greg_bright.jpgSuper fund executives who attended last month’s Watson Wyatt Ideas Exchange conference in Melbourne – and there were nearly 100 of them – were not impressed with the performance of their portfolios of alternative investments.

In what has become a feature of the Watson Wyatt event, the fund representatives and 50-or-so managers present were polled of their views on a range of topics.

For one of the questions, the fund representatives only were asked whether their alternatives strategies, since inception, had performed: better than expected, broadly in line with expectations, worse than expected or ‘I can’t tell from my reports’. A total of 55 per cent said they had performed worse than expected and 30 per cent said they were broadly in line with expectations.

Only 6 per cent said they had performed better than expected and 9 per cent could’nt’t tell from their reports. No-one pretended that the polls had statistical significance but the numbers were sufficient to give a reasonable indicator of general opinions. And the funds were not happy with their alternatives.

But traditional managers present could not rejoice at this. In answer to another question, 53 per cent of the investors present said they did not expect the active managers in the room to, on average, beat a passive index over the next 10 years, after fees. Interestingly, 72 per cent of the managers thought they could beat the index.

As Hugh Dougherty, Watson Wyatt’s head of Australian manager research, said: 10 years was a long-enough time to demonstrate skill over luck. The managers’ clients were almost evenly split on whether they had skill. The theme of this year’s Ideas Exchange (they are held about every 15 months in various countries) was “Risky Business” and Graeme Miller, Watson Wyatt’s Australian head of investment consulting, started the day with a quote from Grace Murray Hopper, a navy admiral and computer genius: “A ship in port is safe, but that’s not what ships are built for”.

Risk dominated proceedings. Roger Urwin, the firm’s London based head of investment content, said risk was all about beliefs. And beliefs were personal. “In investments, you usually don’t have a single right answer to an issue,” he said. “This means you need teamwork so that beliefs are shared.” He said that risk and return should get equal attention from a fund’s investment committee. But this is not what normally happens. It takes a special effort on behalf of committee members and investment staff.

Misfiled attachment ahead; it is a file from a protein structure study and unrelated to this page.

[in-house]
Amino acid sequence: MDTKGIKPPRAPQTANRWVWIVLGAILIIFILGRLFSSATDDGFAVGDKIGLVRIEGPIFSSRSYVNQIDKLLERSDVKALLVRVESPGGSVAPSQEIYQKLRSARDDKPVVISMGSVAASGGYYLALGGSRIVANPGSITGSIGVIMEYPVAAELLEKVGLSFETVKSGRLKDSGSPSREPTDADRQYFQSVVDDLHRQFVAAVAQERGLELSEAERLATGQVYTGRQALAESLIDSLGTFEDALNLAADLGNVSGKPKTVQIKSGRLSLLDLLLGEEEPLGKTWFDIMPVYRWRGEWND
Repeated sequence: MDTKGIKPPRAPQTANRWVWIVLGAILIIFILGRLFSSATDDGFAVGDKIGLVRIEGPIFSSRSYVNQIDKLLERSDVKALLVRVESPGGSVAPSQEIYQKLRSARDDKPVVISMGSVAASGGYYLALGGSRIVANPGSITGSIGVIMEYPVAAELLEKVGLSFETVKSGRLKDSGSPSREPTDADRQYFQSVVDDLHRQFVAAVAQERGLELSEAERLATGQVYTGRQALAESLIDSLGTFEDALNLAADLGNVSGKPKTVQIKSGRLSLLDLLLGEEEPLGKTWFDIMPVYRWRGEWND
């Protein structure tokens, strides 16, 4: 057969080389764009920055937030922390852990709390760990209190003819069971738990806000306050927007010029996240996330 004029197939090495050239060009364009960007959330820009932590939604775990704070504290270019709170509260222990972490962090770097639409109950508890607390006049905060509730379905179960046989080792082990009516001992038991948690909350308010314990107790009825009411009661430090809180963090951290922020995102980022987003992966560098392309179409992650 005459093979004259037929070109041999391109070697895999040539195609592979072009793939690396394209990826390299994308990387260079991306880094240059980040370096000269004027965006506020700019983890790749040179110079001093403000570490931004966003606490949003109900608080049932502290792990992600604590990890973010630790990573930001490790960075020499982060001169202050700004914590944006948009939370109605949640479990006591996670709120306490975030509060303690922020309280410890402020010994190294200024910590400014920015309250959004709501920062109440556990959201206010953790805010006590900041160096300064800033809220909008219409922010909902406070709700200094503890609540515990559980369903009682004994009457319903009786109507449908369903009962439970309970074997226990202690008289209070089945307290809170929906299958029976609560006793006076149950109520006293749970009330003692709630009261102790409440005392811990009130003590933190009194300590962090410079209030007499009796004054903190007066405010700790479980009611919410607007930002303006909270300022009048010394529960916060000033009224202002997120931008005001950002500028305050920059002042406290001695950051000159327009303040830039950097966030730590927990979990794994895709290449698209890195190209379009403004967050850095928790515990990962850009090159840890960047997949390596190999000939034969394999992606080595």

“Risk is always there but seldom clear, “ Urwin said. Some tests of risk – and Watson Wyatt recommends funds use several – are difficult to measure. “Not everything that counts can be counted,” Urwin said. It is easier to think about returns than risk. Risk frameworks are difficult to understand and the models on which they are based are not easy to play around with.

People tend to focus on what is most urgent or what is easier than what might be the most important. Martin Goss, Watson Wyatt’s head of client consulting, said that funds should look at risk and return together, combined with a number of risk measures. Watson Wyatt last year launched what it called a ‘Dashboard’ to assist funds in their assessments and decision-making processes around risks and return. Currently a tailored system for funds, the firm is currently looking to turn Dashboard into a more generic product for all funds.

Goss said that one of the areas of Dashboard which has been most appreciated by funds is the way it enables a risk management framework to be presented. He said that two of the characteristics of the global financial crisis with respect to pension funds were: the intensification of effort by trustees and fund staff, where governance budgets have been largely found lacking; and the necessity of having a risk management framework.

Urwin said after the conference that Watson Wyatt had been supportive of clients who had decided to not yet rebalance

their portfolios. This was quite controversial, he said. But Watson Wyatt was not publicly predicting how long the financial crisis would last. Instead the firm worked through a variety of scenarios but did not necessarily put probability numbers to each.

“Several scenarios are plausible,” Urwin said. “It’s implausible that over 2009 things will right themselves. If things go really well then it’s plausible it could be over in 2010. If you put a gun to my head I would be prepared to say that the most likely scenario is that it will go past 2010.” Carl Hess, the New York-based head of investment consulting, said that,

with hindsight, many market participants should have been able to see the warning signs of the crisis: “why did we ignore so many red flags?”

The crisis was a ‘black swan’ event – referring to Wassim Taleb’s book of the same name – whereby people underestimated the role of a high-impact random event in determining history. “The future can be different in ways that we can’t possibly imagine,” Hess said. “But it is possible to conceive outcomes if you work at it. You need to invest the time and effort in risk management.”

He predicted that pension funds would continue to invest in alternatives, notwithstanding their disappointment with performance in the past year or so. And he said after the conference that Watson Wyatt was looking to have deeper and more involved relations with its clients, as the firm’s heritage involved working one-on-one with them.

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